The Partnership has been quite vocal about opposing a $15 minimum wage in New York State, and for good reason. Drastically increasing the minimum wage would make it much more difficult for employers to retain their workforce, which is already a challenge for many key industries in Western New York. In response to the proposed increase, the BNP has joined on as a coalition member of the Minimum Wage Reality Check group.
This increase would hurt workers as well, not just the business community. Consider the example of area manufacturers: manufacturers pride themselves on paying family sustaining wages that start well above the minimum level, which is currently set at $9/hour in New York. In addition to paying several dollars per hour more than the minimum, manufacturers also often provide full benefits and retirement accounts to their employees.
Furthermore, manufacturing employees are hired with the intention of growing within the company – that is, progressing from their entry-level position to higher up the ladder over several years, with increases in pay corresponding with each level increase. Manufacturers provide careers for their employees, not just jobs. If the minimum wage increased to $15/hour, the starting wage for manufacturers would have to increase several dollars above that. It would also bump up each level’s wage in the career chain, exponentially increasing the costs of hiring each additional worker.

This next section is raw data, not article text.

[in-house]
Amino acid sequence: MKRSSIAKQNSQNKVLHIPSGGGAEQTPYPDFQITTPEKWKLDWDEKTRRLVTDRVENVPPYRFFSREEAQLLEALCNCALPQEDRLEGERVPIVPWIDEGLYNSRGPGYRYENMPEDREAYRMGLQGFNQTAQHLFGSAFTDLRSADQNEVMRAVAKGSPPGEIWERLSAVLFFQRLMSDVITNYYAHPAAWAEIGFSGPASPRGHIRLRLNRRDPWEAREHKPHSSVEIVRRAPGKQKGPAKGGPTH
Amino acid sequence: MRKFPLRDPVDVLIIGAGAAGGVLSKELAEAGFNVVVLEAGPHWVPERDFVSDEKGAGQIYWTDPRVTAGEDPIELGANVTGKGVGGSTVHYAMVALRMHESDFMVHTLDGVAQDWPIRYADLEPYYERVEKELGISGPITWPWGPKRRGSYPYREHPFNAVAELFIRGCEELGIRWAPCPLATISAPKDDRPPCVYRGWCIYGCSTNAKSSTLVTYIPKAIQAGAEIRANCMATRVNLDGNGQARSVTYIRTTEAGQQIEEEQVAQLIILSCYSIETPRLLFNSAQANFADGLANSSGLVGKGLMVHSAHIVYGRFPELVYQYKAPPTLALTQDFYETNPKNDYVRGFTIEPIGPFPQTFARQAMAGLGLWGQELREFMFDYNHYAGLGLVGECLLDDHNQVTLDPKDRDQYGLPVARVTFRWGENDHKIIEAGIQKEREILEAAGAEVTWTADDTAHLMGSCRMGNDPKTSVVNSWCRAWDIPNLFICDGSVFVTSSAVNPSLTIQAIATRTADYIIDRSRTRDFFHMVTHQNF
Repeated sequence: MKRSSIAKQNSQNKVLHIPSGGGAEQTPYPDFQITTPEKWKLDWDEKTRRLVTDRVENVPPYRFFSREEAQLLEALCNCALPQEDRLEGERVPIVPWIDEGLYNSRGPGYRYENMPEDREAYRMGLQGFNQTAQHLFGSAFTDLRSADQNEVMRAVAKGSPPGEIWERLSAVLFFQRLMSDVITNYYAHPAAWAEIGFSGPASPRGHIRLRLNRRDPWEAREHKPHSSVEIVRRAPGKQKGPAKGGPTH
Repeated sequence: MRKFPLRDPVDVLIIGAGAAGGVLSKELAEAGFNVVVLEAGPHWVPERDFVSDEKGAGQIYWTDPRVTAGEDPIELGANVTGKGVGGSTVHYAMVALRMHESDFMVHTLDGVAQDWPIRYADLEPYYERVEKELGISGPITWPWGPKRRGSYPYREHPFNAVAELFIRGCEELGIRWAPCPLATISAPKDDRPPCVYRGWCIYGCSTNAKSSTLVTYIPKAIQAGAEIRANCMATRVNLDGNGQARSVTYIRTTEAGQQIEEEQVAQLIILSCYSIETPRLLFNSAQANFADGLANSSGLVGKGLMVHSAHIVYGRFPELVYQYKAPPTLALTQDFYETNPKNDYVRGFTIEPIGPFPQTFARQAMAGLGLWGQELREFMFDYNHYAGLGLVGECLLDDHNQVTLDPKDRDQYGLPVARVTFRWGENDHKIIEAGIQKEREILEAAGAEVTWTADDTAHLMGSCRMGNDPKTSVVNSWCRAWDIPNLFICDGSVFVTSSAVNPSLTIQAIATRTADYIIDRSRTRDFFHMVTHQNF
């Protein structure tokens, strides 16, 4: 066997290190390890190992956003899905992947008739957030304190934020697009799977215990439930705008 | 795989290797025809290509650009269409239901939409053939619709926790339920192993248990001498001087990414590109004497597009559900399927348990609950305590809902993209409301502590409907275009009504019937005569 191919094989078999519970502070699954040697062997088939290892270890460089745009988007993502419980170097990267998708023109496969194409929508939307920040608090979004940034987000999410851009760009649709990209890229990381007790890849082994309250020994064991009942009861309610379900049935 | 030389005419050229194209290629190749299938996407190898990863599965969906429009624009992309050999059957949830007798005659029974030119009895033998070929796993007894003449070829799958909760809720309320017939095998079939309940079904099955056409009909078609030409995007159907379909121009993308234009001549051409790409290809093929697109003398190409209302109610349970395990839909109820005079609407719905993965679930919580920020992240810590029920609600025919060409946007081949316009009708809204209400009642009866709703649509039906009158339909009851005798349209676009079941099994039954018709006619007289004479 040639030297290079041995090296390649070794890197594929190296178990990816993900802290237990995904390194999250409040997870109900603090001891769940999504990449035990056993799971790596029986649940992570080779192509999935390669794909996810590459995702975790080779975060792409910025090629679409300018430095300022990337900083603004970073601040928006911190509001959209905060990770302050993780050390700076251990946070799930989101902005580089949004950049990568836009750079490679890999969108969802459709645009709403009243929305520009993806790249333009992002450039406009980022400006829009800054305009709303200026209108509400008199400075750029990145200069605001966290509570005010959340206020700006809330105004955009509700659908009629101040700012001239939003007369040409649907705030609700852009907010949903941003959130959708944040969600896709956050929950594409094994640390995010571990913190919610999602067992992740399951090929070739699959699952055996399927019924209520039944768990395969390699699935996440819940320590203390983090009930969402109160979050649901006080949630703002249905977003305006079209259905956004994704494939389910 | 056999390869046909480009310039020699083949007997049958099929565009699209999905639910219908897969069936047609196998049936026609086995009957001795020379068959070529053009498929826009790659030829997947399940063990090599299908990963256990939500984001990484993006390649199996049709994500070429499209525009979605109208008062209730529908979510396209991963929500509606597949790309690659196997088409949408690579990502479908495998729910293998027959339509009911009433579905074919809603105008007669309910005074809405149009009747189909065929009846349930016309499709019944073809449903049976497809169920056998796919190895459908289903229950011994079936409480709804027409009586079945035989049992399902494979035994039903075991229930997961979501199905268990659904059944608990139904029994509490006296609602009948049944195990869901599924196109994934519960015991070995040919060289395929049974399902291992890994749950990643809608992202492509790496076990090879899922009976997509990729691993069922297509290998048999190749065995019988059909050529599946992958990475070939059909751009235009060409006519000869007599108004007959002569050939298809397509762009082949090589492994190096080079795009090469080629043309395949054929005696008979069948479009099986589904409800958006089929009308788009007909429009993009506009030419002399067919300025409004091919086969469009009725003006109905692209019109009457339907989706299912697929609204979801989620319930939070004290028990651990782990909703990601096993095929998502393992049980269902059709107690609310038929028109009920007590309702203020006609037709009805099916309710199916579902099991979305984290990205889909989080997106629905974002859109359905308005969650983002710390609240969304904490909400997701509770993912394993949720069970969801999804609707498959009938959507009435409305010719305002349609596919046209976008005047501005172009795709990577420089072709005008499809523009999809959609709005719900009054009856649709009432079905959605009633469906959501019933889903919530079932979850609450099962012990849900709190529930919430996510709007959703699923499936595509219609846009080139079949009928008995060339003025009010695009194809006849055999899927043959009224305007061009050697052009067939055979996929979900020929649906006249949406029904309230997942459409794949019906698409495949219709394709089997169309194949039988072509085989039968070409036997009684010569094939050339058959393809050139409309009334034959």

Now, think about recruitment for these positions. As a potential employee, currently, manufacturing may seem more attractive given the benefits and above-minimum pay. However, if working at a fast food restaurant (without benefits and career advancement opportunity) can provide a similar starting wage, potential employees would be less-inclined to pursue a training program to get into a manufacturing career.
It’s no secret that manufacturing is facing a workforce shortage already. By reducing the pool of potential workers, many of our local manufacturers that have driven Buffalo Niagara’s economy for decades will be forced to cut jobs, ship production overseas, or possibly close their doors for good.
The combined effects of this minimum wage increase – exponentially increasing the costs for employers, and reducing the potential labor pool – would have devastating effects on local companies, particularly manufacturers.
We are asking you to join us in helping to educate people about the negative economic impact of a $15 minimum wage by sharing your story. We are currently collecting testimonials from small business owners as part of the Minimum Wage Reality Check Coalition. Please consider lending your voice to this effort and stand up against a 67 percent increase in the minimum wage and the resulting job losses and higher prices.
For more information, please contact Grant Loomis, Vice President, Government Affairs